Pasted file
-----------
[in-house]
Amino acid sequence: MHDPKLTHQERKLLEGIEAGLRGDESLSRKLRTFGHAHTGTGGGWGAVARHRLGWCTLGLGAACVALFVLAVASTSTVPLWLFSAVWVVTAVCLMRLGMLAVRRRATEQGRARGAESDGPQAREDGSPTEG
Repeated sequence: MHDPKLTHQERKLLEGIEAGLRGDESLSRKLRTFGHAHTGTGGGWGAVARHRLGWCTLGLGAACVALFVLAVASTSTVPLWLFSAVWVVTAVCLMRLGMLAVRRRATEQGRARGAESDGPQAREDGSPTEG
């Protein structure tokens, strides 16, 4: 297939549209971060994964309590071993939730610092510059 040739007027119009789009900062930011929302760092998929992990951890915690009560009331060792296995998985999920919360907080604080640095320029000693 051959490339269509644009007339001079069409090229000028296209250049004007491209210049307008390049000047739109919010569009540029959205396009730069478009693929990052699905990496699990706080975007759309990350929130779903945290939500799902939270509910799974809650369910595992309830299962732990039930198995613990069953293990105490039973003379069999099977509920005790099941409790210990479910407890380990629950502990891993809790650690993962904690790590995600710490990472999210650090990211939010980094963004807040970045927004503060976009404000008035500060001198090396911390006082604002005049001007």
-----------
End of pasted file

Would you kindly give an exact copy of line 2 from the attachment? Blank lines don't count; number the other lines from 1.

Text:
Amino acid sequence: MHDPKLTHQERKLLEGIEAGLRGDESLSRKLRTFGHAHTGTGGGWGAVARHRLGWCTLGLGAACVALFVLAVASTSTVPLWLFSAVWVVTAVCLMRLGMLAVRRRATEQGRARGAESDGPQAREDGSPTEG